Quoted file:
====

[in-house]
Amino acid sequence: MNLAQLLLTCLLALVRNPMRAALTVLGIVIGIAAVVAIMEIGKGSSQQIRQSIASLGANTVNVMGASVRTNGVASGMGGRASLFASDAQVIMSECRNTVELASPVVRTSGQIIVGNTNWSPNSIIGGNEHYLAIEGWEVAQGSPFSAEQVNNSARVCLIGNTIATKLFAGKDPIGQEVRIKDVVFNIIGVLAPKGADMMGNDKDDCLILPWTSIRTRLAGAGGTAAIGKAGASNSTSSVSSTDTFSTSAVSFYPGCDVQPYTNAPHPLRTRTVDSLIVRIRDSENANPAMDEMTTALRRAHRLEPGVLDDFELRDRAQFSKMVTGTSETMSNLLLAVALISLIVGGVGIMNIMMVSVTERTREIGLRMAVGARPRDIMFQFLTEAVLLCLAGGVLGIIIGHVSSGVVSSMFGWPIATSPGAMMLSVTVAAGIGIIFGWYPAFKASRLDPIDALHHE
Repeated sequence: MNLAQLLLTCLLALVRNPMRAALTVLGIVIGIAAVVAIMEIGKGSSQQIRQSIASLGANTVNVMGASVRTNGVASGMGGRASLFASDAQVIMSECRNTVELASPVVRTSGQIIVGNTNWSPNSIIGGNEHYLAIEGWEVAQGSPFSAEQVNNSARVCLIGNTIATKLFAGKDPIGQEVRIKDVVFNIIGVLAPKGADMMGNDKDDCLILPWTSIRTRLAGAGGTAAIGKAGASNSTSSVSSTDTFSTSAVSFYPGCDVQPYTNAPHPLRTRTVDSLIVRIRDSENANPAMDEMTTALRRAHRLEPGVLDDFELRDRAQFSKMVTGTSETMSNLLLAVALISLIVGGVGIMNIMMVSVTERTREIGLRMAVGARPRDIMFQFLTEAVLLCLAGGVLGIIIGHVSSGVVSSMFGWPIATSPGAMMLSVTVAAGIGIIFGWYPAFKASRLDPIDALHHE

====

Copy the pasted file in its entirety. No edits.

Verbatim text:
[in-house]
Amino acid sequence: MNLAQLLLTCLLALVRNPMRAALTVLGIVIGIAAVVAIMEIGKGSSQQIRQSIASLGANTVNVMGASVRTNGVASGMGGRASLFASDAQVIMSECRNTVELASPVVRTSGQIIVGNTNWSPNSIIGGNEHYLAIEGWEVAQGSPFSAEQVNNSARVCLIGNTIATKLFAGKDPIGQEVRIKDVVFNIIGVLAPKGADMMGNDKDDCLILPWTSIRTRLAGAGGTAAIGKAGASNSTSSVSSTDTFSTSAVSFYPGCDVQPYTNAPHPLRTRTVDSLIVRIRDSENANPAMDEMTTALRRAHRLEPGVLDDFELRDRAQFSKMVTGTSETMSNLLLAVALISLIVGGVGIMNIMMVSVTERTREIGLRMAVGARPRDIMFQFLTEAVLLCLAGGVLGIIIGHVSSGVVSSMFGWPIATSPGAMMLSVTVAAGIGIIFGWYPAFKASRLDPIDALHHE
Repeated sequence: MNLAQLLLTCLLALVRNPMRAALTVLGIVIGIAAVVAIMEIGKGSSQQIRQSIASLGANTVNVMGASVRTNGVASGMGGRASLFASDAQVIMSECRNTVELASPVVRTSGQIIVGNTNWSPNSIIGGNEHYLAIEGWEVAQGSPFSAEQVNNSARVCLIGNTIATKLFAGKDPIGQEVRIKDVVFNIIGVLAPKGADMMGNDKDDCLILPWTSIRTRLAGAGGTAAIGKAGASNSTSSVSSTDTFSTSAVSFYPGCDVQPYTNAPHPLRTRTVDSLIVRIRDSENANPAMDEMTTALRRAHRLEPGVLDDFELRDRAQFSKMVTGTSETMSNLLLAVALISLIVGGVGIMNIMMVSVTERTREIGLRMAVGARPRDIMFQFLTEAVLLCLAGGVLGIIIGHVSSGVVSSMFGWPIATSPGAMMLSVTVAAGIGIIFGWYPAFKASRLDPIDALHHE